In the case of the American Red Cross, more funds ended up being raised for the organization by the beer brand mentioned in the tweet because it was handled sensitively and sensibly. I doubt an identikit corporate responsibility statement stripped of its humanity and humility would have achieved the same response.
All of these stories underline the key truth of social media company accounts – even though they represent brands, they are run by humans and humans are all as fallible as one another – so if an unfortunate post and its aftermath jumps to the top of your in-tray one rainy day, bear that in mind and act like a human, not a brand.
“I used to be with it, but then they changed what it was, now what I’m with isn’t it, and what’s it is weird and scary to me. It happened to me, it’ll happen to you too.” – Abraham J Simpson
Grampa Simpson wouldn’t have known that he was talking about the life of a Social Media manager but he pretty much was. As soon as you get used to the workings of one platforms after it tweaks its processes, algorythms or associated electronic jiggery pokery, then another goes and changes it’s feathers too – in this case LinkedIn.
For a good little while now, LinkedIn let company pages display their products and services in a separate tab on the page – kind of like an online catalog that could then link back to a website or microsite and could also be recommended by grateful and helpful customers. Last week LinkedIn announced that they were doing away with this feature and replacing it with something called ‘Showcase’ pages. (Above)
These pages at first glance look like subpages – the screenshot shows Microsoft’s LinkedIn company page and the Showcase pages they have set up for Office, Microsoft Dynamics and Microsoft Lync (me neither). There is a ‘see more’ button underneath but if you scroll to the very bottom of the page (again, me neither) you will see a carousel displaying other Showcase pages a Company Page may have. Microsoft has 12 but you wouldn’t know by looking so I’d expect this feature to be tweaked shortly.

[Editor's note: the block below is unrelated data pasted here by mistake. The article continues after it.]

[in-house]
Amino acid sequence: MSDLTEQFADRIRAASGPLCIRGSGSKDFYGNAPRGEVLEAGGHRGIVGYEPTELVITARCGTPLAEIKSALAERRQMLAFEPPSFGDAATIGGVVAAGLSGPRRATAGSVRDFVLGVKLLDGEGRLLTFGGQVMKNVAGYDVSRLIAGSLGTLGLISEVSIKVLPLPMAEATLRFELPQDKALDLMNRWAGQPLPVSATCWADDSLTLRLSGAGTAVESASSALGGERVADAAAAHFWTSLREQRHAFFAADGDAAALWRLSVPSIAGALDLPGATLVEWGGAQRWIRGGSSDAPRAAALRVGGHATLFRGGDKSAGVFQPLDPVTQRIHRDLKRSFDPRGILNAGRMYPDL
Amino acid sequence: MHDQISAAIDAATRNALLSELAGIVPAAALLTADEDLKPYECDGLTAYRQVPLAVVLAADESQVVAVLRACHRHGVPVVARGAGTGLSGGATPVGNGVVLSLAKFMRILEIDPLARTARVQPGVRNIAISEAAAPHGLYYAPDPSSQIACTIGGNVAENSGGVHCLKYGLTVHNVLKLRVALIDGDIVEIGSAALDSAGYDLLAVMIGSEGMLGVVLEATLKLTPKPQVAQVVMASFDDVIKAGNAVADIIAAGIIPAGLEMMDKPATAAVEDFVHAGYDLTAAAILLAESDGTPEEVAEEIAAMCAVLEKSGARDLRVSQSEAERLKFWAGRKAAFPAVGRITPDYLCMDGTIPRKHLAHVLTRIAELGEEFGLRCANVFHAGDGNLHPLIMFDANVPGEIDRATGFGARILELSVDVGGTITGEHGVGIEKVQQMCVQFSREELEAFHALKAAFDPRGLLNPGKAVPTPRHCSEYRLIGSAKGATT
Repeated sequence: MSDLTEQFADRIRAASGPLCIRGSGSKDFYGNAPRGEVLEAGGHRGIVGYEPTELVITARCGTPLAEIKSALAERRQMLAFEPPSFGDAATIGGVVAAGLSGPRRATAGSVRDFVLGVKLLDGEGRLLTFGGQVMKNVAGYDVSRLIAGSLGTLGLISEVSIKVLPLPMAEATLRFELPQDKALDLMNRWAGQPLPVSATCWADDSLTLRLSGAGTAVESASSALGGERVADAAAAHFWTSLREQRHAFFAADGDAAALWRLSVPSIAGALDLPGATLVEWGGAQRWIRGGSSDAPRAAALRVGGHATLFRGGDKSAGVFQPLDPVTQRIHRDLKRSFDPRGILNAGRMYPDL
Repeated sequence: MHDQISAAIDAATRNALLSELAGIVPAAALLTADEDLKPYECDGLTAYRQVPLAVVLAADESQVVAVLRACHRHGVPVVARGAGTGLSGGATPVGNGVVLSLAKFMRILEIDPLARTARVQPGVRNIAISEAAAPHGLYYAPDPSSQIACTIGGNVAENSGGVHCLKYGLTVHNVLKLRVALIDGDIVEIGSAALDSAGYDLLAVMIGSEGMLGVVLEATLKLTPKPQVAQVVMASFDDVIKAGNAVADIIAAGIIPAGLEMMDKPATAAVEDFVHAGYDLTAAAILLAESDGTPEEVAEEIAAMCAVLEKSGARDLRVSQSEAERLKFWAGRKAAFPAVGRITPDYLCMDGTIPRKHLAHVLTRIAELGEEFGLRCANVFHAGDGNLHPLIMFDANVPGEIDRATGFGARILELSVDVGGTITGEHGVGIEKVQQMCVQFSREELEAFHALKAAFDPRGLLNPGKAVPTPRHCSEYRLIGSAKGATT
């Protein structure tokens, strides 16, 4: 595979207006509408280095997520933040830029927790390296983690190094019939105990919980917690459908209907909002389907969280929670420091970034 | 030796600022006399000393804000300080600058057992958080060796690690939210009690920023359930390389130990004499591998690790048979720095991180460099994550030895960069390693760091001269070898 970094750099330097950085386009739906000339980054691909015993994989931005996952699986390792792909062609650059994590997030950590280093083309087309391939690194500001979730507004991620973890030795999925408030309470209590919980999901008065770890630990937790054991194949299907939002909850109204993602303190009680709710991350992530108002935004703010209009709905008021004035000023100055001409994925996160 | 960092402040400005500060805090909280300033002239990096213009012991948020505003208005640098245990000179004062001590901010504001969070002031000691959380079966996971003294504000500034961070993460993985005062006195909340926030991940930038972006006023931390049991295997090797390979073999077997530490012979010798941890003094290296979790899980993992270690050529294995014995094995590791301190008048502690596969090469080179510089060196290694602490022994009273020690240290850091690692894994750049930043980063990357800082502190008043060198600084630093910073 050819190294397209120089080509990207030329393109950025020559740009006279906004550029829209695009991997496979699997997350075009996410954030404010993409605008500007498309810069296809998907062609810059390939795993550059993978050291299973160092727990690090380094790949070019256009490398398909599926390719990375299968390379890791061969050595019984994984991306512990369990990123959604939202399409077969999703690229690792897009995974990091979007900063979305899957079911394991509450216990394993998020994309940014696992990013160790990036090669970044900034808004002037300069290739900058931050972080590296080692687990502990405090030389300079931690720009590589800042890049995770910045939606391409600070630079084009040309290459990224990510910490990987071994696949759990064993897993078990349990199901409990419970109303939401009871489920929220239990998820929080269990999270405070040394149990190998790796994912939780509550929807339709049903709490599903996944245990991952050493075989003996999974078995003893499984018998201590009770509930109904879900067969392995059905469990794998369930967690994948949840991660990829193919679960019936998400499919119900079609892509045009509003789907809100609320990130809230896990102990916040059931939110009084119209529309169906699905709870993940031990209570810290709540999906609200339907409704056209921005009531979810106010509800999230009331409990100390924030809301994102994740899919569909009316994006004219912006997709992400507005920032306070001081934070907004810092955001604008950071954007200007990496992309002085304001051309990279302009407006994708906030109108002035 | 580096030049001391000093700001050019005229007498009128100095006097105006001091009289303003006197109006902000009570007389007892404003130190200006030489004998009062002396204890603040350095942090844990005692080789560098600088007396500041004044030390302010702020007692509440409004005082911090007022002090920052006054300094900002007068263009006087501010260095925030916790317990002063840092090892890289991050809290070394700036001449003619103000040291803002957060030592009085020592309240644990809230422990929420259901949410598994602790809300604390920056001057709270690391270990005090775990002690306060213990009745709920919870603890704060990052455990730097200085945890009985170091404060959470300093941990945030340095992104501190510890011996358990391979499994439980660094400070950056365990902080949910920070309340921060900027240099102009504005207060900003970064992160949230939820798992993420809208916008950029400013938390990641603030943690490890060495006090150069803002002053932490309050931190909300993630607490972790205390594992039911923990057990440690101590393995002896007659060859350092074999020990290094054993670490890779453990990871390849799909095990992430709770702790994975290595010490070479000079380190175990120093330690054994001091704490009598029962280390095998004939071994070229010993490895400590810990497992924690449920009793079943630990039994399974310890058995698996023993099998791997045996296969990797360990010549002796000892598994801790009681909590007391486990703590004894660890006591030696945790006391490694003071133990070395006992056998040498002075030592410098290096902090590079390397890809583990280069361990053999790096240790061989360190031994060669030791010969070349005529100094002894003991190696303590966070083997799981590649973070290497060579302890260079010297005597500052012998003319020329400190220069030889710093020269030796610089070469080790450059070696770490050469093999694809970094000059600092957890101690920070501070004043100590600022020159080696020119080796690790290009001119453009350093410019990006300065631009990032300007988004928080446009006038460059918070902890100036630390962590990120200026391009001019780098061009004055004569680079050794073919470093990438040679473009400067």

If you click onto a showcase page then this is where things start to get a little confusing. The page looks exactly like a Company Page in its own right – there is a large cover picture at the top, a small description, website link, industry category and even a list of followers. There is a small ‘see more’ button underneath which when clicked displays the ‘home’ Company page and other Showcase pages a brand has but it’s very well hidden.
The Showcase page functions exactly as a Company page does with updates that can be liked, commented upon and shared within your own network.
All of which confirms my own initial thoughts that LinkedIn is trying to get into the content publishing and sharing game itself and is trying to make up the ground on Facebook and Google+ by building its own little data-mine of your likes and preferences. The more you tell it about yourself through your own sharing and posting, the more it will learn about you and tailor future product updates and roll outs towards you, and help make you more visible and viable to it’s corporate client base of recruiters and headhunters.
On a personal level, more and more thought-leaders, celebrities and big names have been given publishing capabilities within LinkedIn, which is a shorter form Blog similar to Medium, which is distinct from a regular post. Ordinary folks like me have are beginning to receive this capability now, again I suspect with the intention of creating more specific content to let LinkedIn narrow down the kinds of things you’ll be interested in down the line.
I think the departing Products and Services tab will be a loss compared to the current format of Showcase pages. If you are a big corporation like Microsoft, then yes, you have more rationale for setting up these pages but if you are a smaller company or producer, by taking the plunge you risk diffusing your content and messages as right now the onus is very much on the user to go hunting through the Showcase pages of a company to find precisely what they want to know – it’s a lot easier if it’s literally on the same page.
Creating meaningful campaigns that make a difference and help our clients succeed.
DTW, Bank Chambers, Market Place, Guisborough, TS14 6BN